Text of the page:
Taro Aso apologizes to party fellows, 21 July 2009
Today, I, Taro Aso, decided to dissolve the House of Representatives and seek a popular mandate. [I]mprovident statements I have made caused mistrust among the public and damaged its confidence in politics. […]
This is also with regard to the disunity within the Liberal Democratic Party (LDP). My shortcomings have created mistrust among the public, and as the President of the party, I should like to extend my most sincere apologies.
Thus were the words amplified by apologetic bows the Japanese prime minister uttered at a press conference 21 July. In my ears they sounded like the admission of failure and I expected Aso to announce his resignation the next minute.
He did not. After a coup withing his own party failed, Aso is staying firm and is propping up the party for the upcoming general elections.
Japanese politics of recent years can be read as a history of apologies. » More
Imitation may be the greatest form of flattery, but flattery currently is not an attribute of the Netanyahu-Obama relationship.
Do you remember last winter, when Netanyahu imitated Obama’s campaign strategy?
The imitation did not end with the Netanyahu campaign’s copying of the color and design of Obama’s website. The same way the Obama campaign linked Republican presidential candidate John McCain to then president George W Bush, the Netanyahu campaign sought to portray Tzipi Livni as the status quo candidate while portraying Netanyahu as the candidate of change. Last November, Ron Dermer, one of Mr Netanyahu’s top campaign advisers, went as far as to state that “Netanyahu is the real candidate of change for Israel.”
But while Obama actually sought to break with his predecessor’s foreign policy, Netanyahu has so far not given a new direction to Israeli foreign policy.
Obama may have served as a role model of how to conduct a successful election campaign, but that was pretty much it. Netanyahu merely copied the shell of “Obamaism,” but certainly not its content. » More
The temper tantrum Declaration was signed by around 160 publishers and was meant to prompt the European Commission into action, calling on it to improve the “protection of intellectual property on the [i]nternet.”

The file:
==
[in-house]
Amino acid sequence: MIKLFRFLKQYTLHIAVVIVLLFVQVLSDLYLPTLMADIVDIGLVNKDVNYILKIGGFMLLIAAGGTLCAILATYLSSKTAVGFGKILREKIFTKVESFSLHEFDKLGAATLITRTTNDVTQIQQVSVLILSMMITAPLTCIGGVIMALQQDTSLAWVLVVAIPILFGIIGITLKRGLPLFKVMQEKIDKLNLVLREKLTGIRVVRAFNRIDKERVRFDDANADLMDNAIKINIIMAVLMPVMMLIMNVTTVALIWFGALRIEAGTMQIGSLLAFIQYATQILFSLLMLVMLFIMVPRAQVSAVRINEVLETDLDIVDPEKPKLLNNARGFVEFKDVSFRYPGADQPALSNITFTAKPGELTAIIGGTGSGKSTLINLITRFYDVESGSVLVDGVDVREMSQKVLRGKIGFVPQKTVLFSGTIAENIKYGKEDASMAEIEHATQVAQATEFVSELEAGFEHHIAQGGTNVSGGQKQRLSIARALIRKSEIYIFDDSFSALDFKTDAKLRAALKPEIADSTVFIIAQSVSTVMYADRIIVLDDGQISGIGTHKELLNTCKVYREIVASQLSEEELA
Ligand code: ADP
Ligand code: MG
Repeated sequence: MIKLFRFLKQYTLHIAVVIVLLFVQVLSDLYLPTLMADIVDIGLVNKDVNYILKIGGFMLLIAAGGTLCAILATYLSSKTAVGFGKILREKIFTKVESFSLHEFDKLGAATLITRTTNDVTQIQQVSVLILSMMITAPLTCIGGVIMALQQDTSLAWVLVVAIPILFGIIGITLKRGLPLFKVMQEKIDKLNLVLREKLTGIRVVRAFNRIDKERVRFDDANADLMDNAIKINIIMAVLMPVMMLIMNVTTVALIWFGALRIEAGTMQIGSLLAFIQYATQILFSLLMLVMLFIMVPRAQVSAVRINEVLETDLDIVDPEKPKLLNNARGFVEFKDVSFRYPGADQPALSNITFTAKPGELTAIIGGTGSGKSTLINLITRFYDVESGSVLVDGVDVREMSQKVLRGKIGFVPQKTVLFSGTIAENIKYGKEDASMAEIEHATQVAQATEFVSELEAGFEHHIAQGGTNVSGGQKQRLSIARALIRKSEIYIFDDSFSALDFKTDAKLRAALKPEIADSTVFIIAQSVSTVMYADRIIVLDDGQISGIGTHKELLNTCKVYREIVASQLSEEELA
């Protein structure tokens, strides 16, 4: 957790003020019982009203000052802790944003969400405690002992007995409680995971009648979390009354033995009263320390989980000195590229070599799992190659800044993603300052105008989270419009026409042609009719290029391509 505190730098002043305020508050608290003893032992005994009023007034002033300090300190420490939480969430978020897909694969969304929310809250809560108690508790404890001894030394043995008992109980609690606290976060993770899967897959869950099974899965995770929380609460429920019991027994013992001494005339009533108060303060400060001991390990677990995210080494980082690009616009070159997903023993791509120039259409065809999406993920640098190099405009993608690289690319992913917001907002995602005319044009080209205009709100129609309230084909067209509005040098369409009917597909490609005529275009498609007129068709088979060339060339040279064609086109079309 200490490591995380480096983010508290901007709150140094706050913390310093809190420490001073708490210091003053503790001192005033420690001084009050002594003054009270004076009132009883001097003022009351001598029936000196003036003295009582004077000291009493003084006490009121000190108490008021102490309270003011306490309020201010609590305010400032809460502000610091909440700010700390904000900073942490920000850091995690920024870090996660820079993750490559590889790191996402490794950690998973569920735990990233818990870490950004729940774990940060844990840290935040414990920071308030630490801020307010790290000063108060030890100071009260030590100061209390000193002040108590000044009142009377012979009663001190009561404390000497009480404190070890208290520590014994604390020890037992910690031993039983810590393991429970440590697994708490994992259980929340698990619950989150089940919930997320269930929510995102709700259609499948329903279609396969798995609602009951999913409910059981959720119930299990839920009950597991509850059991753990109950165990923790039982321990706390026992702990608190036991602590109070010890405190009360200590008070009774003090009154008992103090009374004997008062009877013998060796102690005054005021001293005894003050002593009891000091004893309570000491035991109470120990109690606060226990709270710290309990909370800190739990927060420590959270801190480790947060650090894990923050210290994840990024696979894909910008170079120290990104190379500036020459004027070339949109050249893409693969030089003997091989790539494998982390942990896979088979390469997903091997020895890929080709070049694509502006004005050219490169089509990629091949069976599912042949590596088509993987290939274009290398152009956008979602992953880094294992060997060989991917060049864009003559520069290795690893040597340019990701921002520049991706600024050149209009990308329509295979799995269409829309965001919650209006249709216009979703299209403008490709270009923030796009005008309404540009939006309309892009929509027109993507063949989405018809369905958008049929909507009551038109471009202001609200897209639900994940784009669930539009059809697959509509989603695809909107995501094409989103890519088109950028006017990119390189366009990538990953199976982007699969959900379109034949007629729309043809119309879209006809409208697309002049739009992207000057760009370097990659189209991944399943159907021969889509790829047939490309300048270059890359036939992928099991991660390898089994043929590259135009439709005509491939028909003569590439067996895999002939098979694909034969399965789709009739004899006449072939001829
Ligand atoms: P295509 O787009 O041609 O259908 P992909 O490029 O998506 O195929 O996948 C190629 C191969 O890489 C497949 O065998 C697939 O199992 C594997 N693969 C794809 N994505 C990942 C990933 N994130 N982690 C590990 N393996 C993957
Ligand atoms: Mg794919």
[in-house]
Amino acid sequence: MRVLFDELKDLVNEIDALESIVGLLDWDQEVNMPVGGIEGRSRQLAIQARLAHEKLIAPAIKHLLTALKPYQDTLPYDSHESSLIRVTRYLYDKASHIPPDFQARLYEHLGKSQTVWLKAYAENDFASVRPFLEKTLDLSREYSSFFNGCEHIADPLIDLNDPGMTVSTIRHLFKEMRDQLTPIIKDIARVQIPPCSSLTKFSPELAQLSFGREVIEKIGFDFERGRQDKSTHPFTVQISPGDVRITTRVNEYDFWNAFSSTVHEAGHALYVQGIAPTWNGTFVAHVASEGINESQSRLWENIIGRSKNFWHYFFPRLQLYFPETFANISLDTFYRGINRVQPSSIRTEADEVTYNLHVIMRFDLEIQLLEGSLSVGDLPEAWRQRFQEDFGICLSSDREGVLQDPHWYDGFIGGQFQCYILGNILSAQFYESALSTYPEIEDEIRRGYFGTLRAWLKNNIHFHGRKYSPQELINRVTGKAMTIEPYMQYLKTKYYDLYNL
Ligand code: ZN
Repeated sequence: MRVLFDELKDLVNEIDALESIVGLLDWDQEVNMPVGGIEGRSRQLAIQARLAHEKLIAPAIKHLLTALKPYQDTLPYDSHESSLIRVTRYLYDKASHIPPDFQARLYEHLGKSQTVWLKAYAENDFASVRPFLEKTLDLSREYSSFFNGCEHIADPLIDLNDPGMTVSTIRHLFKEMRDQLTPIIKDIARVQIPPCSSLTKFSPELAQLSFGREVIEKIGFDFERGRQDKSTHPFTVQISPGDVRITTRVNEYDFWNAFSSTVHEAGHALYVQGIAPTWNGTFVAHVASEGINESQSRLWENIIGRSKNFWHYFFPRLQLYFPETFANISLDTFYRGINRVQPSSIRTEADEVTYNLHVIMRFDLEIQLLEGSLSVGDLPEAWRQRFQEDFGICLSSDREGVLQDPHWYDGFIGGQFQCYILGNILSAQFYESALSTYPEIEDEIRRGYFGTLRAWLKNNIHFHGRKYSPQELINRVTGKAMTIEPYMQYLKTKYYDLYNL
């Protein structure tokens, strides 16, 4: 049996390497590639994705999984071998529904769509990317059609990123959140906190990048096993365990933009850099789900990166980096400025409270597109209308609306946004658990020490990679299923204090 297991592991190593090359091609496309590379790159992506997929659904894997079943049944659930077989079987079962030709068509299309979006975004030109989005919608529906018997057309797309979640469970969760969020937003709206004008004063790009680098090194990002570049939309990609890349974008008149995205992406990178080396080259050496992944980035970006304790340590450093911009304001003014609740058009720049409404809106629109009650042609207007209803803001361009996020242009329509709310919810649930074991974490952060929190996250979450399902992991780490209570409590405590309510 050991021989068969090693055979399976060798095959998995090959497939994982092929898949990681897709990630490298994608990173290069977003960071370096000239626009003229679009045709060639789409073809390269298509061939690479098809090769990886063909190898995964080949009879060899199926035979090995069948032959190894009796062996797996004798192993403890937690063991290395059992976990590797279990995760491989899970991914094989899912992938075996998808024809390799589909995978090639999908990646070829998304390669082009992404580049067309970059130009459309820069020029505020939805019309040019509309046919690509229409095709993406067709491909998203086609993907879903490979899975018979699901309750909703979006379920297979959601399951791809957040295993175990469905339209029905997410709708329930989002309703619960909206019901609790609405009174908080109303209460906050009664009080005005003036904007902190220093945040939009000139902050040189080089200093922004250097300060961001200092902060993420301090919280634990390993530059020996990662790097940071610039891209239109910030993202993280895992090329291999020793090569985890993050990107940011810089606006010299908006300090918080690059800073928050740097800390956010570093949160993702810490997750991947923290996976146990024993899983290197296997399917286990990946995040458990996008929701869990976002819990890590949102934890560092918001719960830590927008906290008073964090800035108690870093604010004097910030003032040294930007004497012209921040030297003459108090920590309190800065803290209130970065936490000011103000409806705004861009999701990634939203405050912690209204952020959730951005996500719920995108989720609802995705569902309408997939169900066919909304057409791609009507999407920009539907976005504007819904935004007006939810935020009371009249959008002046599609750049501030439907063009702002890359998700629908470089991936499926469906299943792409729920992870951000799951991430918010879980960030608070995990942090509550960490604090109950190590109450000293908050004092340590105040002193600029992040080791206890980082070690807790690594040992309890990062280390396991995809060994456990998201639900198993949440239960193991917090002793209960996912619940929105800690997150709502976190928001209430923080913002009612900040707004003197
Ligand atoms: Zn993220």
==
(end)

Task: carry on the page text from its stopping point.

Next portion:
Some gems from the document:
Numerous providers are using the work of authors, publishers and broadcasters without paying for it. Over the long term, this threatens the production of high-quality content and the existence of independent journalism.
Legislators and governments at the national and international level should protect more effectively the intellectual creation of value by authors, publishers and broadcasters. Unauthorized use of intellectual property must remain prohibited whatever the means of distribution.
Yikes. I didn’t ask permission to cut and paste. Sorry y’all.
Swiss newspaper reports the Triumph story www.tagesanzeiger.ch
On Friday 24 July, lingerie maker Triumph confirmed that it will lay off 3,700 workers in Thailand and the Philippines. Triumph International is headquartered in Switzerland and employs 40,000 people worldwide.
Firing staff is not remarkable, you may think, especially during a global economic downturn. However, if it was not for the Swiss labor union Unia, the Triumph story would probably not have made news at all.
Unia, together with the NGO Berne Declaration (BD), helped to organize protests in Bangkok and Manila. Hundreds of people demonstrated in front of the Swiss embassies and voiced complaints against Triumph.
Decades after companies started to spread their activities across national borders, trade unions have learned the business of globalization. Unions have fought globalization long enough. It seems that they are now employing its forces.